In contrast, I clicked through the available templates late last evening, selected the one I contemplated a week or so earlier, clicked on the save template button and was finished. The whole process took five minutes at the most and was stressful to no one in my household. It was an easy way to get a desired change.

Saturday, September 13, 2008

An Early Morning Conversation

When Words do not Connect
"I think I found a math tutor for our son."
"Me who?"
"Me who?"
"Me, Julie!"
"Oh, you. I thought you meant a Chinese College student."
"I guess I can see how you thought that. No, I meant I'll tutor him."
"Ok, then."

Friday, September 12, 2008

ASA's Disaster Tips for Families Affected by Autism

Today I'm still remembering yesterday (Sept. 11th) and also thinking about all the lives in the Gulf Coast area that will soon be affected by Hurricane Ike. Autism Society of America just sent out a timely list of tips of how to handle both man-made and natural disasters. Most of these tips were written for everyone with a few extra instructions included for people with special needs. Below are the three major tips that are covered in the list. Please go to the link for more detailed explanations.

1. Practice Calm

2. Prepare in advance for immediate needs before a disaster strikes

3. Prepare in advance for immediate needs after a disaster strikes.

Here are some tips for adults or families who have extra challenges:

  1. Contact your local emergency information management office now. Many local emergency management offices maintain registers of people with disabilities so they can be located and assisted quickly in a disaster.
  2. Wearing a medical alert tag or bracelet to identify your [or your child's] disability may help in case of an emergency.
  3. Store a writing pad and pencils to communicate with others.
  4. Keep a flashlight handy to signal whereabouts to other people and for illumination to aid in communication.

My thoughts: Parents should remember to keep a photograph of each respective family member with them in case an unexpected separation occurs in the midst of chaos. Also, if possible it might be a good idea to beat the rush (to avoid getting stuck for hours in traffic) and evacuate before it is mandated if a disaster such as a hurricane is likely to strike.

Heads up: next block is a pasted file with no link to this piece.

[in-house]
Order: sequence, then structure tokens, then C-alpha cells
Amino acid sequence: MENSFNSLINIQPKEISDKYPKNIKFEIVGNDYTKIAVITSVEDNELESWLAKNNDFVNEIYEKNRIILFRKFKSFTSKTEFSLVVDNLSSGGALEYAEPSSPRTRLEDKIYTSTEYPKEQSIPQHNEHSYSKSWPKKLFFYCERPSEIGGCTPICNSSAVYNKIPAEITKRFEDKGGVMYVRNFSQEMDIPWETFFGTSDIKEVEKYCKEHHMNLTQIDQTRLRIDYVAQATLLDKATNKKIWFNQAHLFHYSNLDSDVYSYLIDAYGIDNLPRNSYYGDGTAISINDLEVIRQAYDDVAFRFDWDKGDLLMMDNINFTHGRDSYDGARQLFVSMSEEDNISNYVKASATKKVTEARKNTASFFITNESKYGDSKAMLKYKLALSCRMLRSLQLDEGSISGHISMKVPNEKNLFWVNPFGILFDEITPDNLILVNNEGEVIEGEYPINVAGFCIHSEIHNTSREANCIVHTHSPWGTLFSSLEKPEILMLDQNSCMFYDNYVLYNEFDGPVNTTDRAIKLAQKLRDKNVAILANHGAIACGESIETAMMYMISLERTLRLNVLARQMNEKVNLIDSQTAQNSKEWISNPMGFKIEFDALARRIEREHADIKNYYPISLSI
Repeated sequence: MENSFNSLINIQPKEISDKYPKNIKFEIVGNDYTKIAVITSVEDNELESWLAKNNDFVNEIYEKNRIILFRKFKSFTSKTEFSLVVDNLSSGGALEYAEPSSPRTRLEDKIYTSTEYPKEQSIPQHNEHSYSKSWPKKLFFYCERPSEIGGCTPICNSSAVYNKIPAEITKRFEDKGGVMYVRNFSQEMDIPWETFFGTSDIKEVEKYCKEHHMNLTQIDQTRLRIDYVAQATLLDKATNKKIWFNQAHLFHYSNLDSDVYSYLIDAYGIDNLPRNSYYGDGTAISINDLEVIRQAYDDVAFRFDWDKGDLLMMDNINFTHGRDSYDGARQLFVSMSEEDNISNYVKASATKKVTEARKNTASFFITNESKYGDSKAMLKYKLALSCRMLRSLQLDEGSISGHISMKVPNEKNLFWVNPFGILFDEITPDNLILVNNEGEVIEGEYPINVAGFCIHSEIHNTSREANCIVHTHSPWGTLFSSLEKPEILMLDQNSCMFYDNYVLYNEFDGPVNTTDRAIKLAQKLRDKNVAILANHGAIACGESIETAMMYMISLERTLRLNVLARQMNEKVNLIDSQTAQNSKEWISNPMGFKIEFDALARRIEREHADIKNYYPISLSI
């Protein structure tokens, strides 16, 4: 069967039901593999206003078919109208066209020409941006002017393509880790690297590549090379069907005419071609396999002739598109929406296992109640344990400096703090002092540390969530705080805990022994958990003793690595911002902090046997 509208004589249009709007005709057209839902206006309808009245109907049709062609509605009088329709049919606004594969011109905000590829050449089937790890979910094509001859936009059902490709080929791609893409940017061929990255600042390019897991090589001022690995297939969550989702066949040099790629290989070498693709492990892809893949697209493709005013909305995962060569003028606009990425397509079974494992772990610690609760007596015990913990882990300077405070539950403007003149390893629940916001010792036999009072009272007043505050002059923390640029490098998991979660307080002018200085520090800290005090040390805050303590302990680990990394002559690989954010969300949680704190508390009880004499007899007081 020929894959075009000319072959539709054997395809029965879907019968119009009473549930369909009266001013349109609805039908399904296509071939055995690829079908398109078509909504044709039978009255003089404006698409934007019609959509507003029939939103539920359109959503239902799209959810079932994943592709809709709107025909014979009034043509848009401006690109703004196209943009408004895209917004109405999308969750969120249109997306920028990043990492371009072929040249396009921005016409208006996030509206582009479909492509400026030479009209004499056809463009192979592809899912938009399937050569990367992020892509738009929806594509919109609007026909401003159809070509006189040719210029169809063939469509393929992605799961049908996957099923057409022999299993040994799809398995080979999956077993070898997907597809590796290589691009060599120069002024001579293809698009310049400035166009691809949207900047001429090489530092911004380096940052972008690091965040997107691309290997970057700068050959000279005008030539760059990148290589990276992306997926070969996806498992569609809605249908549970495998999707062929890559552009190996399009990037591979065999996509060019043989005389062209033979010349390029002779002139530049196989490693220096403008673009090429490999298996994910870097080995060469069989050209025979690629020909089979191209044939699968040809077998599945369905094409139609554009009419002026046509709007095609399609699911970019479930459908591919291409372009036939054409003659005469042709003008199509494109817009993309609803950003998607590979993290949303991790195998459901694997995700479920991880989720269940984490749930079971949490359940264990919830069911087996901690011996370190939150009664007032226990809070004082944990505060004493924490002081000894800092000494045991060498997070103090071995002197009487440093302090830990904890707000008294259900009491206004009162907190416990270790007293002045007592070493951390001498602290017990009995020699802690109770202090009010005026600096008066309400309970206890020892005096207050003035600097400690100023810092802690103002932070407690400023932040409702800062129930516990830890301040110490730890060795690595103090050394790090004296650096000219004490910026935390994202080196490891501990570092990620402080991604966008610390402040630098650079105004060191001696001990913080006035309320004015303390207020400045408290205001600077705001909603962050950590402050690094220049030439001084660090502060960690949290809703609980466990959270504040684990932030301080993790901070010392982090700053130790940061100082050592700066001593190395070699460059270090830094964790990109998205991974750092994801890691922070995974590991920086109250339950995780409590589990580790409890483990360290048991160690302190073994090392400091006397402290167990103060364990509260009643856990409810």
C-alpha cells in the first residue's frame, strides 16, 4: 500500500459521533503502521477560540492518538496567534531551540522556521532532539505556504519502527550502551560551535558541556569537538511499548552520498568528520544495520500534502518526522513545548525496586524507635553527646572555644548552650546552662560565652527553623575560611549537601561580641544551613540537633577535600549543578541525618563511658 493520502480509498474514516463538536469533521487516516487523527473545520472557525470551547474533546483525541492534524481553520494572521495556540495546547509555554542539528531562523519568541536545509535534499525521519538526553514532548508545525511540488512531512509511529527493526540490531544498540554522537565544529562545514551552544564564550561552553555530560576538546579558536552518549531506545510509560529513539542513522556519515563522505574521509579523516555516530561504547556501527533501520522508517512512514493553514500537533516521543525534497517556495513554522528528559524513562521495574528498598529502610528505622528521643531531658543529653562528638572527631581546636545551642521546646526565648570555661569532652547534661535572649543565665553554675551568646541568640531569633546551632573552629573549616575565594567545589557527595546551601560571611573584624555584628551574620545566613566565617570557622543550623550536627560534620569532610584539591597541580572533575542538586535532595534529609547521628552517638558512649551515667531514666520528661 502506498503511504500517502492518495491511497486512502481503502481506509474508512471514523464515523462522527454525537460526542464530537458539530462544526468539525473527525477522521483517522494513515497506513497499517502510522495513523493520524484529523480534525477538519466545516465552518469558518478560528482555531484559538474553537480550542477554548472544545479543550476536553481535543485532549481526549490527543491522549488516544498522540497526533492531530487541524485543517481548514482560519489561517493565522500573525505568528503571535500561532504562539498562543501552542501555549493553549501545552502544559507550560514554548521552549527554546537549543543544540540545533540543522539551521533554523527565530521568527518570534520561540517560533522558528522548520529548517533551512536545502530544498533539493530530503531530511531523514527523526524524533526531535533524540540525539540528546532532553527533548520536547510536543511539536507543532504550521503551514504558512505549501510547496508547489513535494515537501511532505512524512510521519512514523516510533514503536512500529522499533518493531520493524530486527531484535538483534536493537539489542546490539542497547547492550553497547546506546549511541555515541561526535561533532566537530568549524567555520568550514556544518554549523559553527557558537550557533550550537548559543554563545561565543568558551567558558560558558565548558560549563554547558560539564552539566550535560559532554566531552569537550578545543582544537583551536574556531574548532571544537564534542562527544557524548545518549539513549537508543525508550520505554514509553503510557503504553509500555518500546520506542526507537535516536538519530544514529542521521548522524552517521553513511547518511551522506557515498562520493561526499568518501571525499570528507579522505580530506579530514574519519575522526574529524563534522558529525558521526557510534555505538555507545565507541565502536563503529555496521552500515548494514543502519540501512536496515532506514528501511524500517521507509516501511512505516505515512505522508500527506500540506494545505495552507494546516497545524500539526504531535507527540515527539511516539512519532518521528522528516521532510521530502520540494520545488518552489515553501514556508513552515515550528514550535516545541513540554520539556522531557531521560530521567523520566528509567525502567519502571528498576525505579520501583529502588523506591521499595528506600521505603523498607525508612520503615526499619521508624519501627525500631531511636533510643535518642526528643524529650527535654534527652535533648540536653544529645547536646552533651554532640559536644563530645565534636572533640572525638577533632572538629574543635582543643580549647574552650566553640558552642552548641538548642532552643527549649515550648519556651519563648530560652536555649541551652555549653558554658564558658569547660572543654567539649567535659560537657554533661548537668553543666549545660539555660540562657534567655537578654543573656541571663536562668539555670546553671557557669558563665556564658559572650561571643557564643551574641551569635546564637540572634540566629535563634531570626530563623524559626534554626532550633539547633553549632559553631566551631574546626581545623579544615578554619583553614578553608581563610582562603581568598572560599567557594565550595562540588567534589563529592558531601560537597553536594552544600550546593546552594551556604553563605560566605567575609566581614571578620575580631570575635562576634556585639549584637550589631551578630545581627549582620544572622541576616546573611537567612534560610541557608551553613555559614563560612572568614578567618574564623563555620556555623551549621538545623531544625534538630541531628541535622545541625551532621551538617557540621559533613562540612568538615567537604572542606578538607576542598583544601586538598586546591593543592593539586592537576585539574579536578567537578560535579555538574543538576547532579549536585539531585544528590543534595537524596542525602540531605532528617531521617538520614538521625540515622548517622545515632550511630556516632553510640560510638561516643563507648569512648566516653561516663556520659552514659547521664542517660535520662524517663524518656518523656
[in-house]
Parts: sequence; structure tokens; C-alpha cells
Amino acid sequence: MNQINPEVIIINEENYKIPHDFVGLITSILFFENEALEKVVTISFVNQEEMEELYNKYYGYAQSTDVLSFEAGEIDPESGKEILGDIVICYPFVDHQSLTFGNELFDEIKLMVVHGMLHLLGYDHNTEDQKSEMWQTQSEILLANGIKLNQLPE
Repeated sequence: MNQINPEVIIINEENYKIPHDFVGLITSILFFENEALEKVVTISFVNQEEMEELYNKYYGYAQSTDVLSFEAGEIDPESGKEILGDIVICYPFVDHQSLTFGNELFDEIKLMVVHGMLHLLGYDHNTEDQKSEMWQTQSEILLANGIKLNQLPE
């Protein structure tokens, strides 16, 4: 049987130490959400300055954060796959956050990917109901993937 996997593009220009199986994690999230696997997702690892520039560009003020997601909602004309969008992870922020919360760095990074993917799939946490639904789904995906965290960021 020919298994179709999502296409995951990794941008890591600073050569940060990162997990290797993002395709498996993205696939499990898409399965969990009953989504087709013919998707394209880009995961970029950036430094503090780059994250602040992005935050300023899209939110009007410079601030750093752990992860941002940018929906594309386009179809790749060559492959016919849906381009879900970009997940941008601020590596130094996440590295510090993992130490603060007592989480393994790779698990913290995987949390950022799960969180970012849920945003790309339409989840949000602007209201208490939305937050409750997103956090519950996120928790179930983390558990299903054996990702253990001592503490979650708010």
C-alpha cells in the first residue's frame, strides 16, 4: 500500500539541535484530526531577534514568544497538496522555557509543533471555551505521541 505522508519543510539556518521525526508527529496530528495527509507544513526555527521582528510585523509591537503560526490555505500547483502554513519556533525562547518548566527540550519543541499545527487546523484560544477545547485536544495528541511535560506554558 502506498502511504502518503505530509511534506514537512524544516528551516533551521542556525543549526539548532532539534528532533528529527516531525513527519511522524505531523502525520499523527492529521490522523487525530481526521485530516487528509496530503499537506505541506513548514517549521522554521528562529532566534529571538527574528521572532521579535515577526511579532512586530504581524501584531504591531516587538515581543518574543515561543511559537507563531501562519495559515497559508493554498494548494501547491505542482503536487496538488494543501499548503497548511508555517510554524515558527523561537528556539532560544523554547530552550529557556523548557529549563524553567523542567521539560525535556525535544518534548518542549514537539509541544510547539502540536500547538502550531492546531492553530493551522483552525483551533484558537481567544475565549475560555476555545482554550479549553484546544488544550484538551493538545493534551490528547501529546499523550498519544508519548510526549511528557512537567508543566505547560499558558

Wednesday, September 10, 2008

Update on U.S. National Health Insurance Legislation

Today, I must give a hat tip to H. L. Doherty at Autism Reality NB for emailing me about a post that John W. Lloyd just wrote at EBD blog. The email was quite helpful because yesterday I wrote a post about the U.S. 'system', (available therapies, legislation, schooling in the U.S,. etc) but did not mention National (U.S.) efforts to pass legislation that will require health insurance companies to cover mental health therapies and services. Here is the excerpt of John's most timely post (especially in terms of this blog!):

"According to a correspondent, negotiators for the US House and Senate are near or have reached a compromise that reconciles H.R. 1424 (”No Discrimination in Health Insurance Act of 2008″) and S. 558 (”Mental Health Parity Act of 2007″). These two bills are different versions of similar legislation that will require private health insurance plans to cover mental health (and other) services, just as they cover other conditions. This is, excuse me, HUGE for families of children and youths with emotional and behavioral disorders."

Further, John noted that the U.S. House version of the legislation is titled "The Paul Wellstone Mental Health and Addiction Equity Act." Paul Wellstone was a U.S. Senator from Minnesota who died in a plane crash in 2002 along with his wife and daughter. His sons David and Mark co-chair Wellstone Action nonprofit advocacy group.

My thoughts: Yes, the passage of such an Act would be huge for families. I hope to soon read a lot more about this proposed legislation! I just hope our President will approve the Act if it is indeed passed through the House and the Senate. It would be heartbreaking if an Executive veto puts an end to our hopes. We will just have to wait and see.

Tuesday, September 9, 2008

An Attempt to Explain the U.S. 'System'